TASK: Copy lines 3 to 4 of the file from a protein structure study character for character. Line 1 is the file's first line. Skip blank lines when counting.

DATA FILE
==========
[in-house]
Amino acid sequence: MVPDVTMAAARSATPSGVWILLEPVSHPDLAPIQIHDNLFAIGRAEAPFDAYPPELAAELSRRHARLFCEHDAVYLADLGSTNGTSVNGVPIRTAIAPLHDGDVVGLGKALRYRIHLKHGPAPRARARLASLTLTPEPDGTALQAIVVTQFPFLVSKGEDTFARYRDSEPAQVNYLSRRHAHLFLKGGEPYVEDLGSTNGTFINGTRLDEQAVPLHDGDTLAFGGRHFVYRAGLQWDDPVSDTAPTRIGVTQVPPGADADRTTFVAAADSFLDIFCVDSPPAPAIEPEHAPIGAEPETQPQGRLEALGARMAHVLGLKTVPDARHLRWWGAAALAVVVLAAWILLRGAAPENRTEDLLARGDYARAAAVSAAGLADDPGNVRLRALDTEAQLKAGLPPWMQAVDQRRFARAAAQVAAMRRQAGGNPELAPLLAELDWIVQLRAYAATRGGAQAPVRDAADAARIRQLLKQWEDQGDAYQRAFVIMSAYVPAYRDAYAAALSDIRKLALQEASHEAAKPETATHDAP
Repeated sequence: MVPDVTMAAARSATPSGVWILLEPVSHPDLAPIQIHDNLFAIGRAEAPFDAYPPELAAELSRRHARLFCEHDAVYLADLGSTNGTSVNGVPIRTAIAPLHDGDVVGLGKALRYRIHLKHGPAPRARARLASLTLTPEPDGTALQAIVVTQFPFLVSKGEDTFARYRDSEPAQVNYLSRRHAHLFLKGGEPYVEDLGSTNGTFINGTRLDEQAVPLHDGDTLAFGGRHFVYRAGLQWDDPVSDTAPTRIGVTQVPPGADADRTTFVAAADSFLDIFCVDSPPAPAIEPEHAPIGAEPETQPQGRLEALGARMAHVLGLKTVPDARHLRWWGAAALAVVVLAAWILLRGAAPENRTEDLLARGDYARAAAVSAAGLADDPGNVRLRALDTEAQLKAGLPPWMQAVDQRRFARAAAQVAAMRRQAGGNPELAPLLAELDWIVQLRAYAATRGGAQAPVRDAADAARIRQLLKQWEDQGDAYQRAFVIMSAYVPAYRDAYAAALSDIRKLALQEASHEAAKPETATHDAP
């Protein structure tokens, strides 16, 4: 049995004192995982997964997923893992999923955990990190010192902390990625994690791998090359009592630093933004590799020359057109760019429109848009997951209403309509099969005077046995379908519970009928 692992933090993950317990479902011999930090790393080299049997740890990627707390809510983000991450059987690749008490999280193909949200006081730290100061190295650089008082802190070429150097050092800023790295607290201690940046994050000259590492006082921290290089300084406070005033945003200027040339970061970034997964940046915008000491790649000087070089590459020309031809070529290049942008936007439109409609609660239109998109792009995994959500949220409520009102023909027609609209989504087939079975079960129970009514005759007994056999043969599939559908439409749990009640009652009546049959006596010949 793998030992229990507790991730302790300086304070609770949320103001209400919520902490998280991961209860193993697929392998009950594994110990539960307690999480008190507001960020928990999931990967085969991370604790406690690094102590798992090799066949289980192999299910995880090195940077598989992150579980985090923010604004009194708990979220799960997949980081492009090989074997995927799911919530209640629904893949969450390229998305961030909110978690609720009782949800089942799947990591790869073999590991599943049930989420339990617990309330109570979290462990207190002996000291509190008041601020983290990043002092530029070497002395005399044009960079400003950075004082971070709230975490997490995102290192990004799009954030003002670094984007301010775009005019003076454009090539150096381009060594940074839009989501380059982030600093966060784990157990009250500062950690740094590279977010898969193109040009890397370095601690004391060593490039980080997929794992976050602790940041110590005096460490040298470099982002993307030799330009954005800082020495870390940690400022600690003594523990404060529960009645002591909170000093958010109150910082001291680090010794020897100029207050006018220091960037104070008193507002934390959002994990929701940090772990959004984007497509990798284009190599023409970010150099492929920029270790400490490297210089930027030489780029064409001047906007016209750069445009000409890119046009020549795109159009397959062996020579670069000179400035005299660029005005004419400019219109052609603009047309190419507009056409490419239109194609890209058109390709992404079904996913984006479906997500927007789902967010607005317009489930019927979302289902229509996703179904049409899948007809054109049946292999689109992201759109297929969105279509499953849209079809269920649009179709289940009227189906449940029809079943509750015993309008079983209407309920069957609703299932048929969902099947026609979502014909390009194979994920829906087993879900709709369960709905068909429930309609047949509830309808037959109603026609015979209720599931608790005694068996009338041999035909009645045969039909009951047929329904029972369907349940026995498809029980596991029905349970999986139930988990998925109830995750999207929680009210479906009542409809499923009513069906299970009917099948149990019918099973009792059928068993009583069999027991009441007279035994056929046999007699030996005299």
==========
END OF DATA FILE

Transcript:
Repeated sequence: MVPDVTMAAARSATPSGVWILLEPVSHPDLAPIQIHDNLFAIGRAEAPFDAYPPELAAELSRRHARLFCEHDAVYLADLGSTNGTSVNGVPIRTAIAPLHDGDVVGLGKALRYRIHLKHGPAPRARARLASLTLTPEPDGTALQAIVVTQFPFLVSKGEDTFARYRDSEPAQVNYLSRRHAHLFLKGGEPYVEDLGSTNGTFINGTRLDEQAVPLHDGDTLAFGGRHFVYRAGLQWDDPVSDTAPTRIGVTQVPPGADADRTTFVAAADSFLDIFCVDSPPAPAIEPEHAPIGAEPETQPQGRLEALGARMAHVLGLKTVPDARHLRWWGAAALAVVVLAAWILLRGAAPENRTEDLLARGDYARAAAVSAAGLADDPGNVRLRALDTEAQLKAGLPPWMQAVDQRRFARAAAQVAAMRRQAGGNPELAPLLAELDWIVQLRAYAATRGGAQAPVRDAADAARIRQLLKQWEDQGDAYQRAFVIMSAYVPAYRDAYAAALSDIRKLALQEASHEAAKPETATHDAP
């Protein structure tokens, strides 16, 4: 049995004192995982997964997923893992999923955990990190010192902390990625994690791998090359009592630093933004590799020359057109760019429109848009997951209403309509099969005077046995379908519970009928 692992933090993950317990479902011999930090790393080299049997740890990627707390809510983000991450059987690749008490999280193909949200006081730290100061190295650089008082802190070429150097050092800023790295607290201690940046994050000259590492006082921290290089300084406070005033945003200027040339970061970034997964940046915008000491790649000087070089590459020309031809070529290049942008936007439109409609609660239109998109792009995994959500949220409520009102023909027609609209989504087939079975079960129970009514005759007994056999043969599939559908439409749990009640009652009546049959006596010949 793998030992229990507790991730302790300086304070609770949320103001209400919520902490998280991961209860193993697929392998009950594994110990539960307690999480008190507001960020928990999931990967085969991370604790406690690094102590798992090799066949289980192999299910995880090195940077598989992150579980985090923010604004009194708990979220799960997949980081492009090989074997995927799911919530209640629904893949969450390229998305961030909110978690609720009782949800089942799947990591790869073999590991599943049930989420339990617990309330109570979290462990207190002996000291509190008041601020983290990043002092530029070497002395005399044009960079400003950075004082971070709230975490997490995102290192990004799009954030003002670094984007301010775009005019003076454009090539150096381009060594940074839009989501380059982030600093966060784990157990009250500062950690740094590279977010898969193109040009890397370095601690004391060593490039980080997929794992976050602790940041110590005096460490040298470099982002993307030799330009954005800082020495870390940690400022600690003594523990404060529960009645002591909170000093958010109150910082001291680090010794020897100029207050006018220091960037104070008193507002934390959002994990929701940090772990959004984007497509990798284009190599023409970010150099492929920029270790400490490297210089930027030489780029064409001047906007016209750069445009000409890119046009020549795109159009397959062996020579670069000179400035005299660029005005004419400019219109052609603009047309190419507009056409490419239109194609890209058109390709992404079904996913984006479906997500927007789902967010607005317009489930019927979302289902229509996703179904049409899948007809054109049946292999689109992201759109297929969105279509499953849209079809269920649009179709289940009227189906449940029809079943509750015993309008079983209407309920069957609703299932048929969902099947026609979502014909390009194979994920829906087993879900709709369960709905068909429930309609047949509830309808037959109603026609015979209720599931608790005694068996009338041999035909009645045969039909009951047929329904029972369907349940026995498809029980596991029905349970999986139930988990998925109830995750999207929680009210479906009542409809499923009513069906299970009917099948149990019918099973009792059928068993009583069999027991009441007279035994056929046999007699030996005299």